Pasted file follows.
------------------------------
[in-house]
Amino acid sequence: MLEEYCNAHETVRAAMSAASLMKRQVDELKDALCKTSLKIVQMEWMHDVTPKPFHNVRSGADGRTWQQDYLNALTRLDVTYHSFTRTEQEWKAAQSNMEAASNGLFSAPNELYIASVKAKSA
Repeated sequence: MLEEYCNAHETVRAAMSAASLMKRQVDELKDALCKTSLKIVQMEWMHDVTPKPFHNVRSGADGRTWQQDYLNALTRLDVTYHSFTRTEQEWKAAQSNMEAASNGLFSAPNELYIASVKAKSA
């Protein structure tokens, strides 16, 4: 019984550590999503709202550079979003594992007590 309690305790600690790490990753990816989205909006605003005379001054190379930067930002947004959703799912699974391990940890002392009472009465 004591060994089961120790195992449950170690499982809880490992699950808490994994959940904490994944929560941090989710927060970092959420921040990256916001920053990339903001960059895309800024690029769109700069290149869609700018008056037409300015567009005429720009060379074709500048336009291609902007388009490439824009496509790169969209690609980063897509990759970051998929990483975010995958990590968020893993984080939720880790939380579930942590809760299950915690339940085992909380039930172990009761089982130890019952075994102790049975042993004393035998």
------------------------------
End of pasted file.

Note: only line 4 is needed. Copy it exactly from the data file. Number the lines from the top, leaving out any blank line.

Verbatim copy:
């Protein structure tokens, strides 16, 4: 019984550590999503709202550079979003594992007590 309690305790600690790490990753990816989205909006605003005379001054190379930067930002947004959703799912699974391990940890002392009472009465 004591060994089961120790195992449950170690499982809880490992699950808490994994959940904490994944929560941090989710927060970092959420921040990256916001920053990339903001960059895309800024690029769109700069290149869609700018008056037409300015567009005429720009060379074709500048336009291609902007388009490439824009496509790169969209690609980063897509990759970051998929990483975010995958990590968020893993984080939720880790939380579930942590809760299950915690339940085992909380039930172990009761089982130890019952075994102790049975042993004393035998």